Responsible business conduct and trade


 Shaping trade policies that foster prosperity, equality, opportunity and well-being for all

Trade and investment have long been powerful drivers of growth and development. However, recent years have seen growing questioning around the benefits of globalisation and increased demands for responsible business conduct (RBC) in global markets to prevent and mitigate business-related adverse impacts on people, the planet and society. At the same time, trade and investment policies and agreements can be used to facilitate and incentivise RBC among traders and investors. 

Promoting policy coherence and seeking to further integrate trade, investment and RBC is, therefore, key to building enabling policy environments that drive, support and promote responsible business practices; which will enable countries to thrive in the global economy and ensure economic, social and environmental progress.  

Building more resilient and sustainable global value chains through responsible business conduct


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International trade and investment have long been powerful drivers of growth and development, enabling poverty reduction and convergence in living standards across countries. Recent years however have seen growing questioning of international trade and globalisation, and increasing demands for better management and integration of environmental and social considerations in global value chains (GVCs). The COVID-19 crisis has brought these questions to the fore and reignited debates about the ability of GVCs to ensure the security of the supply of essential products and generate benefits for all. Promoting policy coherence between responsible business conduct (RBC), trade and investment, and mainstreaming RBC into GVCs can provide an avenue to make GVCs more resilient, and sustainable, and ensure that the gains from globalisation are more fairly distributed.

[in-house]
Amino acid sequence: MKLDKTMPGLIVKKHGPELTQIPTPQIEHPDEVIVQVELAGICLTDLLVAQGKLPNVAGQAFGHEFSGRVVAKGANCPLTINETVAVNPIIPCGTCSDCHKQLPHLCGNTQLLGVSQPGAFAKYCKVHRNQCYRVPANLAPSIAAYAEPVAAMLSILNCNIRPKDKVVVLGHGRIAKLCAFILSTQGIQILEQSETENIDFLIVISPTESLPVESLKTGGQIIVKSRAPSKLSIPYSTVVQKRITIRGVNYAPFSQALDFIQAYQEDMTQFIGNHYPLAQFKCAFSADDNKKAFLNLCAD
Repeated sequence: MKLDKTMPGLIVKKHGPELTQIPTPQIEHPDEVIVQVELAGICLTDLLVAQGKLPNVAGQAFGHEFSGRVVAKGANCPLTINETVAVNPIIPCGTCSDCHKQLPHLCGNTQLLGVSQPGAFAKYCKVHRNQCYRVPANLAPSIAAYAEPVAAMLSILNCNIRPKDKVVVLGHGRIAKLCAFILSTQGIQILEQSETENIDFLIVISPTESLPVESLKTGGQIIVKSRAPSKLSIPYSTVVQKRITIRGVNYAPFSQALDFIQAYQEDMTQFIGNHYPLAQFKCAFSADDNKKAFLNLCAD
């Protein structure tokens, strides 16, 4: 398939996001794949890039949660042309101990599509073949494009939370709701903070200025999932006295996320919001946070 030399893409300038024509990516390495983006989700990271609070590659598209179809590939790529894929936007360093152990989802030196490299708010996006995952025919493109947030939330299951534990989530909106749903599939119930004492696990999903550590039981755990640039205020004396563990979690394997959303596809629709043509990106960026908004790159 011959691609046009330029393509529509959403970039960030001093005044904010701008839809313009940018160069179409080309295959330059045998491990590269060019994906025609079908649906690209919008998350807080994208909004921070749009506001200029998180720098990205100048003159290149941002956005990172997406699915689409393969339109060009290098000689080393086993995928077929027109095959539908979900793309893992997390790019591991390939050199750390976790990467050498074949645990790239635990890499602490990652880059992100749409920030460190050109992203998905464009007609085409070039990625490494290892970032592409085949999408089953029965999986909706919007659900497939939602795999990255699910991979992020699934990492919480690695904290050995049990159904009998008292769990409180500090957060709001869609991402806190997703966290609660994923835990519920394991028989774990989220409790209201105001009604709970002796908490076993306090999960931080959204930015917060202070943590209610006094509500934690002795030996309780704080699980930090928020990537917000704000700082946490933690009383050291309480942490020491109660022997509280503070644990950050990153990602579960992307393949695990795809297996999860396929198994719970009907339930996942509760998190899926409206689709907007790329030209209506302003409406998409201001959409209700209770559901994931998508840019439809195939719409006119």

This paper explores the links between RBC and GVC resilience in the context of COVID-19 and other threats such as climate change. It shines a light on the relationship between business practices, GVC disruptions, and environmental and social impacts, and identifies practical RBC-based options to build resilience to a broad range of salient risks. This paper also proposes priority actions for businesses and governments to further integrate trade, investment and RBC policies and practices, and develop partnerships to foster trust in global markets, resilience and sustainability.


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